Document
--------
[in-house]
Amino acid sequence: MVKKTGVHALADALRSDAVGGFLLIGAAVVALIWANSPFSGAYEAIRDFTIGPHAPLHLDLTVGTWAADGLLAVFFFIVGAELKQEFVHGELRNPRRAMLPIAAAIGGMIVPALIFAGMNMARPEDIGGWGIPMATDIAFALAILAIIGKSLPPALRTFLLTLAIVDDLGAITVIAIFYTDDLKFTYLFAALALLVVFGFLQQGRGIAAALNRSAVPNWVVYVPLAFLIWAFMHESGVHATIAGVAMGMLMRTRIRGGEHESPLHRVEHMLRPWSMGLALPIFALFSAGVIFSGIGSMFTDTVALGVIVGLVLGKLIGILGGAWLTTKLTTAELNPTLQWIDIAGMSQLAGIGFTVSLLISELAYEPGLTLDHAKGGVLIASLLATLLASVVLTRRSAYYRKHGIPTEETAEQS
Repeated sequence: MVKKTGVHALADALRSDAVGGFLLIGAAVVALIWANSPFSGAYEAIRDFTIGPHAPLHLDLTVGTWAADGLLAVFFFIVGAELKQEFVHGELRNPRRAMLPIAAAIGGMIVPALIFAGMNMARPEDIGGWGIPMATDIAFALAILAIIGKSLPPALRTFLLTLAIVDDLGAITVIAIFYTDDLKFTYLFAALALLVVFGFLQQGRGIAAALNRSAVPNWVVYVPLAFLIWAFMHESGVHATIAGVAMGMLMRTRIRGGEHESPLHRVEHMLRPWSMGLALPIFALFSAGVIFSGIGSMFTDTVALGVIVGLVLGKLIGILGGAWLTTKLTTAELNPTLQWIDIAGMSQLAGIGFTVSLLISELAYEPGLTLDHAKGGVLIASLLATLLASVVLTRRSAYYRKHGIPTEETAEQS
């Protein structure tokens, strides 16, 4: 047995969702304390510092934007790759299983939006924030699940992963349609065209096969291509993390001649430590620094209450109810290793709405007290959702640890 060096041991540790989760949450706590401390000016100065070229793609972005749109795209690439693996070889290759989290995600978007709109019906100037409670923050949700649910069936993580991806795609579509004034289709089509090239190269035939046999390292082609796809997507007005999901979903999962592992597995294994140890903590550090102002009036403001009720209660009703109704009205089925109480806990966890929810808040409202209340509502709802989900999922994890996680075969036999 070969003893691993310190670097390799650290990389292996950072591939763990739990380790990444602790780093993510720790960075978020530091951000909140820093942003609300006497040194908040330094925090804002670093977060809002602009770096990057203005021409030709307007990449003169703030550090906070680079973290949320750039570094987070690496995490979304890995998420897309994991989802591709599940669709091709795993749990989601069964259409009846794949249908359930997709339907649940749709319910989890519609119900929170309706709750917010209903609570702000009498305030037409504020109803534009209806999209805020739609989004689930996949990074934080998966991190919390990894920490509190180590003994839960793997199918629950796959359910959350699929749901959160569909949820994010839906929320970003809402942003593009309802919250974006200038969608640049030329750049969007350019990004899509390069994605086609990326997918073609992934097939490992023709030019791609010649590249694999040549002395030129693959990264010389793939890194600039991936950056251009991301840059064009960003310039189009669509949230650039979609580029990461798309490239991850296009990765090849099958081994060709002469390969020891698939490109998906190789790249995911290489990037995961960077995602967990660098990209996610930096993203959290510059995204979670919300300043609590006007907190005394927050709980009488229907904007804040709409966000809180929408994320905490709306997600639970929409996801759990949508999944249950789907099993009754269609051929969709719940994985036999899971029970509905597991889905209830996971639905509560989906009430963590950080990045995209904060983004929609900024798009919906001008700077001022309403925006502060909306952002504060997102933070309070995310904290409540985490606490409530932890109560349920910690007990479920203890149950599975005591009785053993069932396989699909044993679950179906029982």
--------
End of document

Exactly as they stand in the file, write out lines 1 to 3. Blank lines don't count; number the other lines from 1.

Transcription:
[in-house]
Amino acid sequence: MVKKTGVHALADALRSDAVGGFLLIGAAVVALIWANSPFSGAYEAIRDFTIGPHAPLHLDLTVGTWAADGLLAVFFFIVGAELKQEFVHGELRNPRRAMLPIAAAIGGMIVPALIFAGMNMARPEDIGGWGIPMATDIAFALAILAIIGKSLPPALRTFLLTLAIVDDLGAITVIAIFYTDDLKFTYLFAALALLVVFGFLQQGRGIAAALNRSAVPNWVVYVPLAFLIWAFMHESGVHATIAGVAMGMLMRTRIRGGEHESPLHRVEHMLRPWSMGLALPIFALFSAGVIFSGIGSMFTDTVALGVIVGLVLGKLIGILGGAWLTTKLTTAELNPTLQWIDIAGMSQLAGIGFTVSLLISELAYEPGLTLDHAKGGVLIASLLATLLASVVLTRRSAYYRKHGIPTEETAEQS
Repeated sequence: MVKKTGVHALADALRSDAVGGFLLIGAAVVALIWANSPFSGAYEAIRDFTIGPHAPLHLDLTVGTWAADGLLAVFFFIVGAELKQEFVHGELRNPRRAMLPIAAAIGGMIVPALIFAGMNMARPEDIGGWGIPMATDIAFALAILAIIGKSLPPALRTFLLTLAIVDDLGAITVIAIFYTDDLKFTYLFAALALLVVFGFLQQGRGIAAALNRSAVPNWVVYVPLAFLIWAFMHESGVHATIAGVAMGMLMRTRIRGGEHESPLHRVEHMLRPWSMGLALPIFALFSAGVIFSGIGSMFTDTVALGVIVGLVLGKLIGILGGAWLTTKLTTAELNPTLQWIDIAGMSQLAGIGFTVSLLISELAYEPGLTLDHAKGGVLIASLLATLLASVVLTRRSAYYRKHGIPTEETAEQS